Yaaga (Yaagam or Yajna) is a Vedic sacrifice or an outer form of ritual worship, in which offerings are made to different deities in a prescribed and systematic manner by worshippers to nourish them and thereby supplicate them, so that they would assist the worshippers in achieving their goals and desires in life. It is usually done with the help of qualified priests. Yaagam leads to Yogam, the auspicious state of harmony and unity with gods and happiness here and hereafter.

Yaagas are usually fire sacrifices and involves the use of ritual or sacrificial fire. Each Yaaga is performed by the host of the sacrifice (Yajamana), his family, one or more attending priests, in the presence of friends, well-wishers and other guests,

The primary purpose of yajnas is to nourish devas. The word deva originally meant gods or light beings. However, in due course it was used to denote, senses, organs in the body, breathe, speech, the mind, king, a Brahmana, a venerable being or a demi-god. Yajnas may be performed to worship any of them. Their primary purpose is to invoke the gods and nourish them.

Their secondary purpose is to harness divine power to fulfill desires, overcome difficulties or achieve the four main goals namely Dharma, Artha, Kama and Moksha. Yajnas may also be performed to discharge karmic debt or uphold Dharma as an obligatory duty. The mantras and hymns which are sung during the sacrifices are meant to appease the gods and help the worshippers to fulfill their desires and seek divine protection.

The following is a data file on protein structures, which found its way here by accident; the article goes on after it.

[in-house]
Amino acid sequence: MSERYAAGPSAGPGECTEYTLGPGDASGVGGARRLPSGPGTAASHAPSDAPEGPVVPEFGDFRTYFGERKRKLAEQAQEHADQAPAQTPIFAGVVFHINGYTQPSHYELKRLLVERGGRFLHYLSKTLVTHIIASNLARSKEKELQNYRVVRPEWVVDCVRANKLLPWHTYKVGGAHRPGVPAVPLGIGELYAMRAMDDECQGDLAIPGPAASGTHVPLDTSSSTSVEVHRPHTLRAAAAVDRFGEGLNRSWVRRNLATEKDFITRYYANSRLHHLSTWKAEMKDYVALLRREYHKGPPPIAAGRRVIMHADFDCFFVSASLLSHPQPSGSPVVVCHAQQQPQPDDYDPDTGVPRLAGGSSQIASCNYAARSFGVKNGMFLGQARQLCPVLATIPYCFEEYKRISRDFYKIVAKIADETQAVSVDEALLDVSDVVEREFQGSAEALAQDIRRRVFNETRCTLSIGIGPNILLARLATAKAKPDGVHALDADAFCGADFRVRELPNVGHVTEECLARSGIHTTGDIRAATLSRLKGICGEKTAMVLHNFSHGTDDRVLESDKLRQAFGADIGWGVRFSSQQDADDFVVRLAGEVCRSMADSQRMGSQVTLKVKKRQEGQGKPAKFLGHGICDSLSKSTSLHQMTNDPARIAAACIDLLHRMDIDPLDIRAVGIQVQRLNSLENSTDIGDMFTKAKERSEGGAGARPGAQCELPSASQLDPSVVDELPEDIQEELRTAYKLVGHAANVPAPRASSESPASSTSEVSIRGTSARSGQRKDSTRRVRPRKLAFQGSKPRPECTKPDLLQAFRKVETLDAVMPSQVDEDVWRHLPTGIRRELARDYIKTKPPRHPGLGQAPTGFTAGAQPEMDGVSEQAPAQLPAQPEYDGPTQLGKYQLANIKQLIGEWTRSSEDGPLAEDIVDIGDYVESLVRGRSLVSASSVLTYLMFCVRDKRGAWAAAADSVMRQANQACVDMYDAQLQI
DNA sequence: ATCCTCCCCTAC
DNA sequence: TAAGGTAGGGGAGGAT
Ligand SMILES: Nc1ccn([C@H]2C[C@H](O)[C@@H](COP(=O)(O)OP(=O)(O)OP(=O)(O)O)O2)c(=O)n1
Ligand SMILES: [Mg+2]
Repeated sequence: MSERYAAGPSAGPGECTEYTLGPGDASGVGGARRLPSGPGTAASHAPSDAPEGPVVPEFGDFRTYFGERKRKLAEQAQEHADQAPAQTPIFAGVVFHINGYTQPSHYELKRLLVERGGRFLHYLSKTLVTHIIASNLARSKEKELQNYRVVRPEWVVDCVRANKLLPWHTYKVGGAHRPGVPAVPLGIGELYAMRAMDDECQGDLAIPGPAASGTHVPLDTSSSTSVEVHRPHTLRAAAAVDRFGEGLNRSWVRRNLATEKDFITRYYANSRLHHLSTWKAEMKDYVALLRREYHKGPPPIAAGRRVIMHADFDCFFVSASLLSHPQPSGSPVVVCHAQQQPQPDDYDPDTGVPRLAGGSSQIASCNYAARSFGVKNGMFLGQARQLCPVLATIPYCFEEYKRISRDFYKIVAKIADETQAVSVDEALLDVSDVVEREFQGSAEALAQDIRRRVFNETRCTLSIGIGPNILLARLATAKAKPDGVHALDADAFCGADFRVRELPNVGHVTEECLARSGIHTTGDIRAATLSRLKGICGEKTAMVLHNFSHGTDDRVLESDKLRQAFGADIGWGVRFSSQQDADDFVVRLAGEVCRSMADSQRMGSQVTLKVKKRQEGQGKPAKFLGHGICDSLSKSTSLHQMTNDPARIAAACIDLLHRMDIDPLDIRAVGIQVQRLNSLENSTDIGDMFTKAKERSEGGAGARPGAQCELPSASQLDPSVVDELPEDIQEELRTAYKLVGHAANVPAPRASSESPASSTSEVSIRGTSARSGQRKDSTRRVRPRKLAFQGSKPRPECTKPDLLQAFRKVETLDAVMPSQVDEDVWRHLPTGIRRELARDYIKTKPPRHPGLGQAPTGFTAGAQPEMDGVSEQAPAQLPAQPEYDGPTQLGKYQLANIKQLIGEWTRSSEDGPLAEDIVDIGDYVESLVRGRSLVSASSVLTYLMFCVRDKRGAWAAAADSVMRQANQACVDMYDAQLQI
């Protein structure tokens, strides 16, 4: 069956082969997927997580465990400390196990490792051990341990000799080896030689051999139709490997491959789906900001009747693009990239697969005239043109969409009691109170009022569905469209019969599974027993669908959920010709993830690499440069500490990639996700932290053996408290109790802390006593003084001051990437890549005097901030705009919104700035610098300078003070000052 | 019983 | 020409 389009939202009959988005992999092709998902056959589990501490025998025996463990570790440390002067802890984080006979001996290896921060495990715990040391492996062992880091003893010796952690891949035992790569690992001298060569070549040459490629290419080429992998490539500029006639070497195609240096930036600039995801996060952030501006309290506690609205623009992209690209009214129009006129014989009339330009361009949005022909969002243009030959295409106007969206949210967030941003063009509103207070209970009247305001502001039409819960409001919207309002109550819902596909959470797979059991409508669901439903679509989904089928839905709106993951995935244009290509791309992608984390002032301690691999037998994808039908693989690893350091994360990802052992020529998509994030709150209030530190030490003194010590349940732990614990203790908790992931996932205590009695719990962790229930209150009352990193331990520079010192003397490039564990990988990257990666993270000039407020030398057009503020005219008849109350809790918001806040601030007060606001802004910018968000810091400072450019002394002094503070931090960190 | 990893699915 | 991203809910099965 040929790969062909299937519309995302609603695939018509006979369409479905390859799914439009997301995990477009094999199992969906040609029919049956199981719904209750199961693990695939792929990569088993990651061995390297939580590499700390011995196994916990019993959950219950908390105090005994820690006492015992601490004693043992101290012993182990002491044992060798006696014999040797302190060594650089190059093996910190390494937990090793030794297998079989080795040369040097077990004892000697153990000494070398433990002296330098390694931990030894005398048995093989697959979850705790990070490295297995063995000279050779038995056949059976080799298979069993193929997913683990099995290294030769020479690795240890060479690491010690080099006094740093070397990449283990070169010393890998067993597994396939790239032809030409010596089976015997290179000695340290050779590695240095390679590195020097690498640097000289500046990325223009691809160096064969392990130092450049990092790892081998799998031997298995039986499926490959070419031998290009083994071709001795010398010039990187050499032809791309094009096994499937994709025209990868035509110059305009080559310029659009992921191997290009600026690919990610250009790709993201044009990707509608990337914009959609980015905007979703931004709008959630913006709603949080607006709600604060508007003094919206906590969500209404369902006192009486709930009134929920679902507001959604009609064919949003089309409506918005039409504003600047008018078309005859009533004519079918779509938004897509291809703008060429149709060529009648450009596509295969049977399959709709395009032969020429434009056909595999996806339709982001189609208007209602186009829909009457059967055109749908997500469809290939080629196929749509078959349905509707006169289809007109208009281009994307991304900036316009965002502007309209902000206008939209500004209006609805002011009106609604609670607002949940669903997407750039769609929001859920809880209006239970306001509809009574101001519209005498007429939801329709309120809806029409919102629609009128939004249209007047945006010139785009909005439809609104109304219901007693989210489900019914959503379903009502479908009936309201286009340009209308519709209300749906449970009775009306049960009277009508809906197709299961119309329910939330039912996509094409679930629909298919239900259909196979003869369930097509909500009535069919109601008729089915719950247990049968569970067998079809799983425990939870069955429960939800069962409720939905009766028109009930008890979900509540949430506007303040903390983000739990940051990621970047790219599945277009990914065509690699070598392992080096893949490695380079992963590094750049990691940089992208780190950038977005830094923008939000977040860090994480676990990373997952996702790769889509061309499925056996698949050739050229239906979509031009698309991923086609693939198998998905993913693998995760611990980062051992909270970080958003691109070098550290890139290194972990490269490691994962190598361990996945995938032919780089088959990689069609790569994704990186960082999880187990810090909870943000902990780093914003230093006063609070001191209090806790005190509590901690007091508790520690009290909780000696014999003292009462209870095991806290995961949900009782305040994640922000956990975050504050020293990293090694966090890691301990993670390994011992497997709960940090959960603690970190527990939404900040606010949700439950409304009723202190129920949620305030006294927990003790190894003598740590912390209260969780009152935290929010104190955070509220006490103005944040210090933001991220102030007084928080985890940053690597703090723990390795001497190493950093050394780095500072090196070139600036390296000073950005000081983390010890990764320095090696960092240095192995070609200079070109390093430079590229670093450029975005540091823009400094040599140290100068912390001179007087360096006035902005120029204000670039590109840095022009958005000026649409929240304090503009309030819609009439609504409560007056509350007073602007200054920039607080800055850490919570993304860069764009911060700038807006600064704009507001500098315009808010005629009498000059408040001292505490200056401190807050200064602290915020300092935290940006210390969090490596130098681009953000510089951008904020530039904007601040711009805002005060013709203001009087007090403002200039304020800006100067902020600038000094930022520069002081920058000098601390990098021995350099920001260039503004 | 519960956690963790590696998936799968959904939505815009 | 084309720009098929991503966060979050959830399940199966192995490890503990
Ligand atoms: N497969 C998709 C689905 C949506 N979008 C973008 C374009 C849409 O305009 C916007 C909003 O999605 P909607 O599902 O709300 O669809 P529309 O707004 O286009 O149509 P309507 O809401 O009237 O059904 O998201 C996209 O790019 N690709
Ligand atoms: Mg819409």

Yajnas bring gods and humans together to achieve their common goals and participate in God’s eternal duties as active participants in the sacrifice of creation. The source of Yajna is God himself.The Vedas recognize the Yajna as a potent weapon to destroy one's enemies and rivals in love and marriage. In the Yajurveda and Atharvaveda, several Yajnas are suggested to cast spells and delude people. Any Yajna is incomplete unless it reaches the heaven and fulfills its purpose. In that effort, speech, space, the sacred words of the Vedas, the chanting of the mantras, the devotion and sincerity of the worshippers, the purity of the priests, the sanctity of the ritual place and the perfection shown in its performance play an important role.

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